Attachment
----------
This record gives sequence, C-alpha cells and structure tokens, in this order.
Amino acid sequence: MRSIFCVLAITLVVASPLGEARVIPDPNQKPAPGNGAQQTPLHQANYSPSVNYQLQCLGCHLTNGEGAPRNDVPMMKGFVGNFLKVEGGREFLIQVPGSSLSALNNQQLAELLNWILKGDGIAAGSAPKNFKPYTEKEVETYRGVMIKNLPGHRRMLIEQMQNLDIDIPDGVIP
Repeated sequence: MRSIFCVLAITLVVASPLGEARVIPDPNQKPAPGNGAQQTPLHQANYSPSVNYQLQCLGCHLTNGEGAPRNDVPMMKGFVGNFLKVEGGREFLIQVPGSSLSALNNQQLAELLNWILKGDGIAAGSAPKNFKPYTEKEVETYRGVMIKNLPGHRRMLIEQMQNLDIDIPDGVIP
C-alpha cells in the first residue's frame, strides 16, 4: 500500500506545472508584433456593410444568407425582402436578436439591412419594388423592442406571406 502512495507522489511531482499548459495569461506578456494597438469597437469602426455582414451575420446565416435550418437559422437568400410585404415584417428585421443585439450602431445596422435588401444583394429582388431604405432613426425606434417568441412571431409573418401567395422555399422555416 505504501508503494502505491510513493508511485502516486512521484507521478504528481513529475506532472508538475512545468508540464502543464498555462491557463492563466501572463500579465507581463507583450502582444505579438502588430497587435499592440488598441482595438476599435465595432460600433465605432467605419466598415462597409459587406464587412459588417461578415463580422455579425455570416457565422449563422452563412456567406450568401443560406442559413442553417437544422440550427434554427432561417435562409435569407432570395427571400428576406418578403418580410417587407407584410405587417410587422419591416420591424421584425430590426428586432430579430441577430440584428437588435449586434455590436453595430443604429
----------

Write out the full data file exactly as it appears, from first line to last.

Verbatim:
This record gives sequence, C-alpha cells and structure tokens, in this order.
Amino acid sequence: MRSIFCVLAITLVVASPLGEARVIPDPNQKPAPGNGAQQTPLHQANYSPSVNYQLQCLGCHLTNGEGAPRNDVPMMKGFVGNFLKVEGGREFLIQVPGSSLSALNNQQLAELLNWILKGDGIAAGSAPKNFKPYTEKEVETYRGVMIKNLPGHRRMLIEQMQNLDIDIPDGVIP
Repeated sequence: MRSIFCVLAITLVVASPLGEARVIPDPNQKPAPGNGAQQTPLHQANYSPSVNYQLQCLGCHLTNGEGAPRNDVPMMKGFVGNFLKVEGGREFLIQVPGSSLSALNNQQLAELLNWILKGDGIAAGSAPKNFKPYTEKEVETYRGVMIKNLPGHRRMLIEQMQNLDIDIPDGVIP
C-alpha cells in the first residue's frame, strides 16, 4: 500500500506545472508584433456593410444568407425582402436578436439591412419594388423592442406571406 502512495507522489511531482499548459495569461506578456494597438469597437469602426455582414451575420446565416435550418437559422437568400410585404415584417428585421443585439450602431445596422435588401444583394429582388431604405432613426425606434417568441412571431409573418401567395422555399422555416 505504501508503494502505491510513493508511485502516486512521484507521478504528481513529475506532472508538475512545468508540464502543464498555462491557463492563466501572463500579465507581463507583450502582444505579438502588430497587435499592440488598441482595438476599435465595432460600433465605432467605419466598415462597409459587406464587412459588417461578415463580422455579425455570416457565422449563422452563412456567406450568401443560406442559413442553417437544422440550427434554427432561417435562409435569407432570395427571400428576406418578403418580410417587407407584410405587417410587422419591416420591424421584425430590426428586432430579430441577430440584428437588435449586434455590436453595430443604429